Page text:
A fun challenge for DIYers is to take popular items and create knock-offs of them. Use this tutorial to make a Ballard Designs Seagrass Lamp Shade knock-off that will cost you a small fraction of the price of the name-brand item.
As a crafter and DIYer, I often look at name-brand items and think about how I can create a similar item in a creative budget-friendly way. Homemade items won’t look exactly the same as the store-bought equivalent, but you wouldn’t realize it most of the time.
I’ve had a lot of fun making knock-off pieces and have added some amazing pieces to our home this way!
I’ve also tackled a few Ballard Designs projects. Now it’s time for another Ballard Designs knock-off! I happened to see their seagrass lamp shade and just had to have one. Well, I had to try to make one – you knew that was coming, right?
Check out some of the other Ballard Designs knock-offs I’ve created, including my Painted Garden Stool Ballard Designs Knock Off, Ballard Designs Knock Off Numbered Tags, and Ballard Designs Finial Knock Off projects.
Seagrass Lamp Shade Inspiration
Before I jump into how to create this incredible knock-off, I want to show you the item that inspired this project. Just in case you’ve been living under a rock and missed it!
My inspiration was this Ballard Designs glass table lamp with a seagrass lampshade.
I fell in love with the texture of the lamp shade the first time I saw it! Seriously, what’s NOT to love about it?
So, the first thing I needed to do was visit the thrift store. I bet you saw that coming too!
I found this woven thing and think it is supposed to be a seat cushion. Or maybe a placemat. I have no clue.
The one thing I did know was that the texture seemed perfect seagrass lamp shade. It seemed like it would fit the bill, so for $2, I was ready to start making this knock-off.
Ok, let’s dive in and create this lamp!
How To Make a Ballard Designs Knock-Off Seagrass Lamp
If you’ve never made a knock-off item before, I think you’ll be surprised at how simple it was to make this beautiful lamp shade.
You’ll only need to gather 3 simple supplies to make this seagrass lampshade project.
Note: This is the lamp shade I used. I was never entirely happy with how the shade turned out, so I decided to try again. No harm in changing things up!
Here’s how I made this project. If you get grass rope in some other form, your initial steps may be slightly different.
When I got it home, the first thing I needed to do was deconstruct the wound-up seagrass. As I took it apart, I discovered it was two halves that were attached together. So I clipped the threads and separated the two halves.
Guess what I found inside? C’mon, you will never, ever guess. Like not in 1 million years. Corn husks! What the heck??
I mention that little nugget because if you have these, this is what the inside looks like:
After I removed the husks, they found their way into the garbage. Then I continued my deconstructing mission.
As I get further along with unwinding this bundle, I can see what I suspected all along: this is going to be the perfect material!
I used one half and then part of the other half for my lampshade. Here is the pile of the mess after one half was deconstructed.
Fun tidbit: Hubby asked one of the kids what I was doing in the living room, and they said, “making a mess”. Ahem…it may be a mess now, but it will be a gorgeous seagrass lampshade in a few minutes!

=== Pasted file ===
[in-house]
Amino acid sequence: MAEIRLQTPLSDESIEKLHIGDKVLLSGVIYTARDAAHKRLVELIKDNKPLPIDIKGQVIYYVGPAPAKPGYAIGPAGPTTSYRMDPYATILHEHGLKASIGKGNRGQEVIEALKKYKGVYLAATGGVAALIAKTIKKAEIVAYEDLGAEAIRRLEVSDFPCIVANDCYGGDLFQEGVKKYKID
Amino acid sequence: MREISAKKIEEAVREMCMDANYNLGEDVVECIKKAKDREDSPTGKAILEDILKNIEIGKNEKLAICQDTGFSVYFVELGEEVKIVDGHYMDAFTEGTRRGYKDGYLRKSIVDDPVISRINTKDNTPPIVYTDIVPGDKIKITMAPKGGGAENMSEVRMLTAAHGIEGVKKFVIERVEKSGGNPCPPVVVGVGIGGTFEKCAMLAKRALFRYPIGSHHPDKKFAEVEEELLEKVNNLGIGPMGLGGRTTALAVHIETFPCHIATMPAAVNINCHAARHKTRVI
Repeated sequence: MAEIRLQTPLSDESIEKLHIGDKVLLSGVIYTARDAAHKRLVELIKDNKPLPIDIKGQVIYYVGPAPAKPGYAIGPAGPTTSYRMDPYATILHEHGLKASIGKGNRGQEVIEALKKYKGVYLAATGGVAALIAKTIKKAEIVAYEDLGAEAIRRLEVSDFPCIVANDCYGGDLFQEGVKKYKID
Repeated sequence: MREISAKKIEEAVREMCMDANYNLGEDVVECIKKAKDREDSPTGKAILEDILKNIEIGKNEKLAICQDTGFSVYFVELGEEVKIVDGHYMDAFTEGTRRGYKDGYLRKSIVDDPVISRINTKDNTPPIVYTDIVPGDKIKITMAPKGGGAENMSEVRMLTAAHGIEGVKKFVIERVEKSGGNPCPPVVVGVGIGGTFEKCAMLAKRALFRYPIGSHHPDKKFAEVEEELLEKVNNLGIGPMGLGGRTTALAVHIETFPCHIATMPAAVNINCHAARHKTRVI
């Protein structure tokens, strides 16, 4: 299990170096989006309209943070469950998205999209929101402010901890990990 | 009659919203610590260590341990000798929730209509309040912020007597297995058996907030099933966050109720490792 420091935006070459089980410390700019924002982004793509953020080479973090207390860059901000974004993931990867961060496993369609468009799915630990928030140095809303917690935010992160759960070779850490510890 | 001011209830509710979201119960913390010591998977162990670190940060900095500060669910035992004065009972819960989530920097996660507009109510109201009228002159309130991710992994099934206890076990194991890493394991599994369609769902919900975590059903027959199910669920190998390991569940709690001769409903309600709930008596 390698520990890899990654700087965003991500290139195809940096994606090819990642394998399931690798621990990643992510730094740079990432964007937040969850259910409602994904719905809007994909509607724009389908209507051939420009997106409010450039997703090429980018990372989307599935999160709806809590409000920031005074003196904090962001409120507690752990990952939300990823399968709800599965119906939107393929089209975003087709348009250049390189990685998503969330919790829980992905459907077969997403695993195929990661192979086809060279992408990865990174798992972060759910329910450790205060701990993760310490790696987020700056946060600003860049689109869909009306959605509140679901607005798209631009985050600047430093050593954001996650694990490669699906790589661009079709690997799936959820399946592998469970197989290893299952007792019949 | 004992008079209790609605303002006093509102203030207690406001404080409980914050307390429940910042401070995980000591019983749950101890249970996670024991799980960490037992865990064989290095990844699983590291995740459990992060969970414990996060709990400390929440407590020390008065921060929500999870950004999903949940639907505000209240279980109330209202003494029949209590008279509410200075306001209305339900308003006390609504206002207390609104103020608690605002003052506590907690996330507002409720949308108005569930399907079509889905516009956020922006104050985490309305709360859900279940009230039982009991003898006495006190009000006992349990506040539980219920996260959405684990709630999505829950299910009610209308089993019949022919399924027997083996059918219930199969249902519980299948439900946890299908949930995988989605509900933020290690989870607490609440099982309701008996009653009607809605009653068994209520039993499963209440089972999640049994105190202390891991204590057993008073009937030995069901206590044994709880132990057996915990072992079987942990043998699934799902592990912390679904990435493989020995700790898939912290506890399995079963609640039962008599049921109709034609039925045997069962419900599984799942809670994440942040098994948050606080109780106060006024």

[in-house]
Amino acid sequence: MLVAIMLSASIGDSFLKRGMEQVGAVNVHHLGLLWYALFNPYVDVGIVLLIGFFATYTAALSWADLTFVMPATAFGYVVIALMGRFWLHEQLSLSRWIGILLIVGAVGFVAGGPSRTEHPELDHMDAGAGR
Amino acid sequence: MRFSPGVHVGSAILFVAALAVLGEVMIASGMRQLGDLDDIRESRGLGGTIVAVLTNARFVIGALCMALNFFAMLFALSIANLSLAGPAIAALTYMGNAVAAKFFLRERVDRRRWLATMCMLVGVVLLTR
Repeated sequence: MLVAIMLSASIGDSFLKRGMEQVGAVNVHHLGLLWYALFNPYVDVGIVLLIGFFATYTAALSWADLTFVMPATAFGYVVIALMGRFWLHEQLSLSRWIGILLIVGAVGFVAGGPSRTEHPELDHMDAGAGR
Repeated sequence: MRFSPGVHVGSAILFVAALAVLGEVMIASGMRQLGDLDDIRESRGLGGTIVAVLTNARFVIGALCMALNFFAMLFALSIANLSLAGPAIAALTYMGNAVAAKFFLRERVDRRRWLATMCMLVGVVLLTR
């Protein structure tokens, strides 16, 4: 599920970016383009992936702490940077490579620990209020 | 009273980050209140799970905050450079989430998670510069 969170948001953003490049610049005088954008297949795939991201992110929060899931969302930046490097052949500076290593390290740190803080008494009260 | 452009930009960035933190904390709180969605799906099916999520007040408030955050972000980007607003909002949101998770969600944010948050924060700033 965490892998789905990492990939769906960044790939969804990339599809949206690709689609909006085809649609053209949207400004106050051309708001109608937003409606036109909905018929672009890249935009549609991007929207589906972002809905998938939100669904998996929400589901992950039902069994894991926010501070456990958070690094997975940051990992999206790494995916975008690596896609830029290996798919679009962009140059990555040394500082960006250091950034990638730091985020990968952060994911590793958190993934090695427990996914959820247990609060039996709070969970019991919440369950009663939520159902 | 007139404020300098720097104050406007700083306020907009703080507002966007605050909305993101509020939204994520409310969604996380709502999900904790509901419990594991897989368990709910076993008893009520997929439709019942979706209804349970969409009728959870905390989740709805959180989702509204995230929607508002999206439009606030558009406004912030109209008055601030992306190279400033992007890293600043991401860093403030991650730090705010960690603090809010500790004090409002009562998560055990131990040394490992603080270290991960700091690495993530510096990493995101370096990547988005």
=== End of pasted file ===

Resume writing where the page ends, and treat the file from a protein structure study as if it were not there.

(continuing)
Next, hot glue the woven grass rope to the lampshade. That is it. Wrap it around, and glue it in place. I glued the top and bottom rows all the way around to ensure they were secured into place.
For the rest of the rows, I just added hot glue everywhere there were wire supports in the lampshade. I don’t think gluing the rope to the fabric would make the lampshade any stronger, so I skipped those areas.
Now, thanks to a few shows on the DIY network and some patience, I have a woven seagrass lampshade.
Okay, this is so much better than just the fabric on the shade. I love that texture!
Here are a couple of questions that I see readers ask about making this great DIY seagrass lamp shade. If you have a question, please check to see if I’ve already answered it below. Don’t see your question? Leave it for me in the comments!
Does this project only work with round lamp shades?
Yes! You could totally do this to any shade and any shape. The process remains the same no matter what type of lamp shade you use.
I am adding this seagrass lamp to my family room, but I think that this texture would be a terrific addition to any room in your home! Maybe my love of baskets is what has me loving this shade so much. I had a hard time walking past a lamp like this without buying it – until now!
Would other types of glue work?
Hot glue is the ideal adhesive for this seagrass lamp shade knock-off because it sets quickly and has a stronghold. Super glue is too thin. Craft glue takes too long to set. I recommend using hot glue if you want to make a seagrass lamp shade!
So, how did my product compare to the store-bought version? Well, my version cost $2, while the Ballard Designs version costs $119. You do the math. I hope this seagrass lamp shade tutorial helps you create a “new” lamp you love to look at!
- Lamp with lamp shade
- Woven grass rope
- Hot glue gun and glue sticks
- Deconstruct the seagrass coil. Clip the threads and separated the two halves.
- Remove the inner cornhusk filling and finish deconstructing the coil.
- Next, hot glue the woven grass rope to the lamp shade. Glue it in place along the wire frame as you wrap it around. Glue the top and bottom rows all the way around to secure them in place.